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Propulsion Test Branch propels aircraft engine tech into the future

  • Published
  • By Jill Pickett

The Propulsion Test Branch within the Arnold Engineering Development Complex Test Division tests the powerhouses of U.S. military aircraft and missiles to prove their worthiness for the warfighter.

“Our mission is to provide decision makers actionable data through safe, efficient and unbiased test and evaluation on the performance of the world’s most advanced aeropropulsion systems,” said Lt. Col. Lane Haubelt, chief of the Propulsion Test Branch.

A team of engineers, craft workers, technicians and others work together to conduct tests ranging from developmental altitude testing to accelerated mission testing to environmental testing while simultaneously looking to the needs of future tests.

“We continue to be the world leader in jet engine ground testing,” Haubelt said. “We are continuously improving and upgrading our capabilities to support our current workload and to prepare for the next-generation engines that will come through our cells.”

Developmental testing conducted in the altitude test cells at Arnold Air Force Base generates data about the operability and performance of an engine.

“Our altitude test cells can reach Mach 4.0 with altitudes up to 100,000 feet,” said Joel Nalin, lead test analyst. “Our large J and C cells were critical in the development of current military engines like the F-135 for the F-35 and the F-119 for the F-22. Our smaller T cells aid in the development of cruise missiles like the F-415 in the Tomahawk Land Attack Missile.”

Operability testing capabilities of the Branch include distortion screen testing and blade tip timing.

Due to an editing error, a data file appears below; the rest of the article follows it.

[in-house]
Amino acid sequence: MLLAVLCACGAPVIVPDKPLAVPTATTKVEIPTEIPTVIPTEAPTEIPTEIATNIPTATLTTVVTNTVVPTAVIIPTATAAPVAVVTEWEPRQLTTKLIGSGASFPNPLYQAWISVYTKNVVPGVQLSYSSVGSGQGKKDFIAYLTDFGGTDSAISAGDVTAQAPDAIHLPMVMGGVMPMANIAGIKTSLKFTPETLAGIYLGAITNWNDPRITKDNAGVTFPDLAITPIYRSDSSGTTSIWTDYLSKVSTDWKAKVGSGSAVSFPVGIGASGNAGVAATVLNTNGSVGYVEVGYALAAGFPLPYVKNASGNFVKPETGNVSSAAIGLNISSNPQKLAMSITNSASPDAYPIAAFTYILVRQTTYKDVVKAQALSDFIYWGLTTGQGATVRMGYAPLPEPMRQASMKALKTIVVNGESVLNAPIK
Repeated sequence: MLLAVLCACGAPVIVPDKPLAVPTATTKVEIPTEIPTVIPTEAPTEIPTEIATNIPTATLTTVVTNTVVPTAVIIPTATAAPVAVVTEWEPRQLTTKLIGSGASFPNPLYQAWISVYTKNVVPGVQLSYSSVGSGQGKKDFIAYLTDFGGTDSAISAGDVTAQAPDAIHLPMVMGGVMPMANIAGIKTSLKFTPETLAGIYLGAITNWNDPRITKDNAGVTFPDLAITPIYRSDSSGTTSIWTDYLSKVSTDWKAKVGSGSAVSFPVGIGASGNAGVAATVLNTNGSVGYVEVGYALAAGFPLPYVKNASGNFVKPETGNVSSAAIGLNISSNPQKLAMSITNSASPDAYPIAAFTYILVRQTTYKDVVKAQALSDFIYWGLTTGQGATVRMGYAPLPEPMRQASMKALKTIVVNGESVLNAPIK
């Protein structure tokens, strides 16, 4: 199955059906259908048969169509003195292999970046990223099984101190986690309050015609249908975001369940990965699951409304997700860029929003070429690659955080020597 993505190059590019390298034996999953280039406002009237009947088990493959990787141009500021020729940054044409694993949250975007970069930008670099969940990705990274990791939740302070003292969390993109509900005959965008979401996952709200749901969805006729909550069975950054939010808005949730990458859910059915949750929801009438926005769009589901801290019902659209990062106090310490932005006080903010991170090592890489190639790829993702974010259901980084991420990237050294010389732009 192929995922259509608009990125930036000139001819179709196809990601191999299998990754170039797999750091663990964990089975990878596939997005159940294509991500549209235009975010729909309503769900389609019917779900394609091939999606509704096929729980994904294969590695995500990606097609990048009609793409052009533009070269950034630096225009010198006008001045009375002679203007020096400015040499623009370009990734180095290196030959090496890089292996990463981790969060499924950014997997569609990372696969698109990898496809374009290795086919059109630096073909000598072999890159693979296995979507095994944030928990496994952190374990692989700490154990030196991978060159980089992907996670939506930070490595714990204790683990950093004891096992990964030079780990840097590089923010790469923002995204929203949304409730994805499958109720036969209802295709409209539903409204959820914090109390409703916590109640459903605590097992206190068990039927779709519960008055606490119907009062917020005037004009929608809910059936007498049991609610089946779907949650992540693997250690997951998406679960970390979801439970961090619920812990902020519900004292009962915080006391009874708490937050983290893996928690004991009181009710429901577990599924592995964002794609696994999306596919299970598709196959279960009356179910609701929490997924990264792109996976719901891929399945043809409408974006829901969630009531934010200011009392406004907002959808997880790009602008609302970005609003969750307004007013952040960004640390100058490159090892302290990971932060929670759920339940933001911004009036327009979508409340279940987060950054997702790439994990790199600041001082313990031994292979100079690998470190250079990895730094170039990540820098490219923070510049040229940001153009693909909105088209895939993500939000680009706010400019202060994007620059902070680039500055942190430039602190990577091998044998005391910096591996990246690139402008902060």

To perform inlet distortion screen testing, the Propulsion Test Branch relies on the expertise of fellow AEDC organization – the Aerodynamics Test Branch – to provide the data about the distortion patterns. Screens then are constructed to simulate the distortion, and testing is conducted to determine how engine performance and stall margins are effected.

The blade tip timing capability provides information about the vibrations of an engine by using lasers to measure the deflections in the spinning sections of an engine. Vibrations are a source of wear and tear on an engine.

Operability capabilities also include air-start testing at different altitudes and engine in-flight relight testing.

Performance testing provides engine manufacturers with fuel efficiency data. In the test cells, engines are outfitted with in-flight thrust, airflow and fuel measurement systems. Commercial aircraft also utilize this type of testing.

Accelerated mission testing, or AMT, is conducted in the sea level test cells at Arnold AFB. During an AMT, an engine is run in a way that simulates missions representative of what would be encountered over seven to nine years of operational usage, but condensed to six to nine months.

Information gathered during these tests enables the maintainers in the field to anticipate issues and manufacturers to develop more durable and reliable parts.

“The end result of an AMT is learning about how well an engine can meet the long-term needs of those relying on the weapon system,” said Yancee Burchett, test engineer.

In the sea level cells at Arnold AFB and in the McKinley Climatic Lab at Eglin Air Force Base, Florida, the Propulsion Test Branch is capable of conducting environmental testing to measure engine durability, functionality and survivability under different conditions.

“By running the engine in this environment, we can gain a better understanding of how well the engine can withstand these conditions before being fielded,” said Rachel Garrard, test manager.

Engineers can subject engines to freezing clouds in the C cells and observe the effects on the engines using high-speed and high-definition cameras. At McKinley, the team can generate dust, blowing sand and rain, snow, solar cycles, salt fog and spray, and temperature extremes.

The suite of capabilities operated by the Propulsion Test Branch provides vital information to prepare for flight testing and further the knowledge of currently fielded engines.

“The Branch has played a critical role in developing warfighter capabilities since the dawn of the jet age,” Haubelt said. “As we look towards the future, we intend to leverage our capabilities to meet the challenges of an ever-changing environment. We will continue to judge that the capabilities of the next generation of propulsion systems will meet the needs of customers and, ultimately, be given their trial by fire.”